Who’s winning the culture war? Answer: No one

Who’s winning the culture war? Answer: No one
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When seen through the prism of the culture wars, conventional wisdom has typically held that the courts will decide the big questions about religious freedom and LGBT rights. So far, that hasn’t been true.

For example, many LGBT rights advocates assumed the landmark Obergefell marriage decision was just the beginning. They were confident Justice Anthony Kennedy, in particular, would continue to grant victory to their highest policy priorities, like holding that existing civil rights bans on sex discrimination already extend to sexual orientation and gender identity (without the need to persuade legislators).

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But during oral arguments for Masterpiece Cakeshop v. Colorado Civil Rights Commission, however, Justice Kennedy generally expressed sympathy for cake baker Jack Phillips’ position, noting that “tolerance is most meaningful when it is mutual,” to the alarm of left-leaning activists.

With less fanfare (but arguably more legal significance), the Supreme Court recently declined to hear a Georgia case involving allegations of despicable discrimination against lesbian security guard Jameka Evans, despite the petitions of the nation’s leading LGBT rights litigators and a who’s who of corporate America.

But this surprising turn of events is hardly the legal or cultural reversal that should cause social conservatives to celebrate. Broad religious freedom laws that promise “winner take all” (such as the First Amendment Defense Act) have gained little traction even with unified Republican control of the federal government and have had little success in even supermajority Republican state legislatures.

President TrumpDonald John TrumpZuckerberg launches public defense of Facebook as attacks mount Trump leaning toward keeping a couple hundred troops in eastern Syria: report Warren says making Israel aid conditional on settlement building is 'on the table' MORE’s recent executive actions conspicuously failed to include broad religious freedom guarantees in the LGBT rights context. Important legal cases remain, including Zarda v. Altitude Express, in which the full Second Circuit Court of Appeals just ruled that the definition of sex discrimination includes sexual orientation.

Observing the stalemate status quo, Brookings Institution scholar Jonathan Rauch observes that both sides are aiming to “take all the marbles and leave the other side with nothing.” In his essay “Nondiscrimination for All” in the conservative policy journal National Affairs, Rauch (a self-described gay atheist) argues that such a posture manages to let down members of religious communities and the LGBT community at the same time. Contrary to the culture war narrative, these are not mutually exclusive groups.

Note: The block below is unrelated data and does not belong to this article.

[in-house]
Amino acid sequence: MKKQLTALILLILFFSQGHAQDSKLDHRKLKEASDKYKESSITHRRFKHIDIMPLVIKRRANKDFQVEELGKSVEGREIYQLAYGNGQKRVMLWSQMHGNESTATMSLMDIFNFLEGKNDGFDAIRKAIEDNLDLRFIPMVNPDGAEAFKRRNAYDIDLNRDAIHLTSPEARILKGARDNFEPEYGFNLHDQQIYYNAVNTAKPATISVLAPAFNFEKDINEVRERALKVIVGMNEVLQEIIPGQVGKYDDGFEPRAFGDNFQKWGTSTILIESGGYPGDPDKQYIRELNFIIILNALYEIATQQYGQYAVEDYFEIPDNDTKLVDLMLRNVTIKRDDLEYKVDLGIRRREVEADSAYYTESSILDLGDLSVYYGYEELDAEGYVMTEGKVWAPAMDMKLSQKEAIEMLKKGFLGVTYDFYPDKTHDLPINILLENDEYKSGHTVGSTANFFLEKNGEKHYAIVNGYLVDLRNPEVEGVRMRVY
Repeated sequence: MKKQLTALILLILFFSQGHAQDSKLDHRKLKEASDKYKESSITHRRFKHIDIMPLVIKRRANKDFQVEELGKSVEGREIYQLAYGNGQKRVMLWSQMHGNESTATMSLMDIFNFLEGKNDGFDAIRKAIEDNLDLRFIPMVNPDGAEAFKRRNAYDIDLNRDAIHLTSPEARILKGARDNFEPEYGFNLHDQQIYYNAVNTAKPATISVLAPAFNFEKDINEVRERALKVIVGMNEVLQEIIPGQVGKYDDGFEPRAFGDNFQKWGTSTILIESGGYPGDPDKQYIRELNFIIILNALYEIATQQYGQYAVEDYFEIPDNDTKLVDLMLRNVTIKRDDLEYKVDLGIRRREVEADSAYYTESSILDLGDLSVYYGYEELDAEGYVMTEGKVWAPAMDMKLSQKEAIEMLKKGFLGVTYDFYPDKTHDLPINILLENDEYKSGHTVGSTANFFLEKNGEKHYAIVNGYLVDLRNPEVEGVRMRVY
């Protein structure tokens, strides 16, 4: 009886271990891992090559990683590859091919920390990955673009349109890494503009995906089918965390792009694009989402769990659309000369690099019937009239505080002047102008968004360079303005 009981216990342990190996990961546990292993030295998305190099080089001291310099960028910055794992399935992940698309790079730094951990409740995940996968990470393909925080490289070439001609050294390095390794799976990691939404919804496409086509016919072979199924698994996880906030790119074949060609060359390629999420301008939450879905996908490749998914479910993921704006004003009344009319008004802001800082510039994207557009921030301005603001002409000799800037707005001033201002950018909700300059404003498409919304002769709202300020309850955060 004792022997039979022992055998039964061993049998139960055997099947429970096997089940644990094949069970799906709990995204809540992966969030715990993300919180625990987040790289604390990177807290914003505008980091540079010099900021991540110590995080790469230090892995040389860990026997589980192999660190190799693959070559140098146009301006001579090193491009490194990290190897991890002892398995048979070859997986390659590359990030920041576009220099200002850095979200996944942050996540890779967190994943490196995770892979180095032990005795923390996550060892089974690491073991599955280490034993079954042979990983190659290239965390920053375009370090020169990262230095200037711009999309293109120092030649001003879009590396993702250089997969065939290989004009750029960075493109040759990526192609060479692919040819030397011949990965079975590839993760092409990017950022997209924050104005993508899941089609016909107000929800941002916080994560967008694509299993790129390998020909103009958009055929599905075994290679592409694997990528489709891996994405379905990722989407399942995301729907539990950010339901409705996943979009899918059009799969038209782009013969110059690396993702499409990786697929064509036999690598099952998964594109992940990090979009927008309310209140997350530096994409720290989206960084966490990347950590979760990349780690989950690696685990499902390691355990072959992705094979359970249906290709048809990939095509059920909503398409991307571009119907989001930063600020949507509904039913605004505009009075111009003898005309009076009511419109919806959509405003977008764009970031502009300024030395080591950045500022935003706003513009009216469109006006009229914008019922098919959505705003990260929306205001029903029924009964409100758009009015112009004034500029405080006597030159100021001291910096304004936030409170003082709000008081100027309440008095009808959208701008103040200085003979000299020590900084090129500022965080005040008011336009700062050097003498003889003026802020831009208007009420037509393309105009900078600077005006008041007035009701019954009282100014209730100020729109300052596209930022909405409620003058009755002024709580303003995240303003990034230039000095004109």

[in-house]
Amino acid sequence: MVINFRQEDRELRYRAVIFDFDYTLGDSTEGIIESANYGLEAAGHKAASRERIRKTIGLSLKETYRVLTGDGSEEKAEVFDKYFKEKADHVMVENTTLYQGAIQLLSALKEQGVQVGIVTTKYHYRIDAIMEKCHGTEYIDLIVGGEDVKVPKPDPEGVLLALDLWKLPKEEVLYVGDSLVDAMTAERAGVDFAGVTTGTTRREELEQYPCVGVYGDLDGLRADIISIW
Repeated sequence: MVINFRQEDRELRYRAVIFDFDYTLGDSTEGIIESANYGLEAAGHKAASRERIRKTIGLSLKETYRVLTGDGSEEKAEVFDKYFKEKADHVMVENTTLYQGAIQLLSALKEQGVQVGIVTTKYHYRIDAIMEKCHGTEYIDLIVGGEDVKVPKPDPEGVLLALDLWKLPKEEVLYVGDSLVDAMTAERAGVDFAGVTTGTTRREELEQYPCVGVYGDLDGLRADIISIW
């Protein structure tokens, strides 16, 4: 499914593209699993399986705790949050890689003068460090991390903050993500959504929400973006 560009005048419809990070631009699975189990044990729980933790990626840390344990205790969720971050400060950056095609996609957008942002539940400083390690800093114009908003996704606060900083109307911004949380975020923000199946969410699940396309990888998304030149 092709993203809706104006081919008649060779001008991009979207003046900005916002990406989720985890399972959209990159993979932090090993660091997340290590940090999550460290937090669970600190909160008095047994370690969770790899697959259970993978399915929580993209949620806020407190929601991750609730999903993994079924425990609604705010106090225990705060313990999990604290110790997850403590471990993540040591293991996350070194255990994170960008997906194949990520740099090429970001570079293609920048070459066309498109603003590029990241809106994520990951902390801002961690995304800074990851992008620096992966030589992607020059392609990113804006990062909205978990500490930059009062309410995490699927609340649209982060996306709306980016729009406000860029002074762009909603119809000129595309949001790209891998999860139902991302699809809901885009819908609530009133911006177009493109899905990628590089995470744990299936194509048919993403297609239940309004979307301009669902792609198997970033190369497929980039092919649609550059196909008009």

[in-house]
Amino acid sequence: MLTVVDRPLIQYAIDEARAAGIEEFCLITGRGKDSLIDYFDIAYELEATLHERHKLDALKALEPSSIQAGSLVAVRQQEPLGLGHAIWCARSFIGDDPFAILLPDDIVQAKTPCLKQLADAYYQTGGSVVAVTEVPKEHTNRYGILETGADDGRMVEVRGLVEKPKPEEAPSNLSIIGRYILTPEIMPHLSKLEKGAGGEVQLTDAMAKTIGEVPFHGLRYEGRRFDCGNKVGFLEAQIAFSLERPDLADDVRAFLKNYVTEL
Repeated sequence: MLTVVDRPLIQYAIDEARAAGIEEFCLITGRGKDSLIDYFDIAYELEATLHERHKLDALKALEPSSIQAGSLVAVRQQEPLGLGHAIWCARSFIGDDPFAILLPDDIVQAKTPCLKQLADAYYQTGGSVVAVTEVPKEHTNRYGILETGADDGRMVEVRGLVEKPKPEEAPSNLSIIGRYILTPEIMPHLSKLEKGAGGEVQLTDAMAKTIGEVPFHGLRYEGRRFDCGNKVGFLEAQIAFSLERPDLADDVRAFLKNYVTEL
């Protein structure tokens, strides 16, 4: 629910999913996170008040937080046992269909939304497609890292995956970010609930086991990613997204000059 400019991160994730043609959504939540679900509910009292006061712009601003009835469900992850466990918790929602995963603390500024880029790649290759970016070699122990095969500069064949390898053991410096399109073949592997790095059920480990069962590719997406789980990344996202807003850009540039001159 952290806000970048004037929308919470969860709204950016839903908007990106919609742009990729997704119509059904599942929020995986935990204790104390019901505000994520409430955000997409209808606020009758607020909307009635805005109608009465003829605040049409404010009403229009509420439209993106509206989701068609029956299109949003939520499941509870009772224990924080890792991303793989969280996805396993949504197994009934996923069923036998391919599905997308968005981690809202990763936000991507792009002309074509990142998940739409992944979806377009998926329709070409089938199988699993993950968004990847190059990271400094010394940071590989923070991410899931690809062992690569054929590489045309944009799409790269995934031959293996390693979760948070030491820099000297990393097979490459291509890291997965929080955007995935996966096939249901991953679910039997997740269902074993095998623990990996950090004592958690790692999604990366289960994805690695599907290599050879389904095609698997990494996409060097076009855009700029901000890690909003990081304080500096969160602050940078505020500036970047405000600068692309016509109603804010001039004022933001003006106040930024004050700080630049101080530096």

Instead, Rauch argues for nondiscrimination law that broadly accommodates religion. Unlike race, Rauch points out that religions almost all include core teachings about sexual boundaries.

Nondiscrimination laws are now often thought of as “zero tolerance measures.” That recent invention doesn’t square with the nuanced balance that is already very much a part of the broad array of civil rights laws in the context of religion, disability, and even sexual orientation.

We sometimes forget that when blue state legislatures changed marriage laws they unanimously also added new protections for religious freedom.

A win-win vision for religious freedom and LGBT rights is not the outlier view of a few Beltway intellectuals. It matches the rough “both-and” consensus of the most careful polling on the subject. I’ve worked with hundreds of state lawmakers from both parties in the last six years, and the first-take reaction of the most attuned lawmakers is “why can’t we do both?”

That sometimes sets off alarm bells among national interest groups, who often cast their visions for religious freedom or LGBT rights in absolutist terms that don’t leave much room for common ground policies.

Still, there are good recent examples of what can happen when common ground is sought in good faith:

  1. Focus on the Family President Jim Daly and gay rights mega-donor Tim Gill leveraged their friendship to work together on human trafficking legislation that is critical to protecting homeless LGBT youth.
  2. Democrat Representative Evan Low, a leader of California’s LGBT caucus, and Dr. Barry Corey, president of the evangelical Biola University, struck up an unlikely friendship in the context of controversial California legislation, and wrote movingly about their newfound regard for the other’s perspective.
  3. Utah, the most Republican state in the union, passed a win-win LGBT rights/religious freedom law acclaimed by then-President Obama, LGBT rights groups, and Catholic and Mormon leaders. There has been neither lawsuit nor controversy regarding claims of religious freedom in the nearly three years since the law passed, defying predictions from skeptics on the left and right.

I’m not naïve. Deep policy differences remain, alongside mistrust rooted in historical injustice and a toxic national political environment. But that shouldn’t stop people of good will from seeking as much common ground as possible. Having now seen dozens of legislators from both parties — along with LGBT rights advocates and religious leaders who have taken similar steps — I have yet to meet anyone who regrets having done so.

Elected officials and the interest groups who advise them should accelerate discussions of legislation that accommodates the real interests of all sides rather than continuing a status quo dominated by hostility and fear.

Tim Schultz is the president of the 1st Amendment Partnership, an organization dedicated to protecting the religious freedom of Americans of all faiths, primarily through advocacy in state legislatures.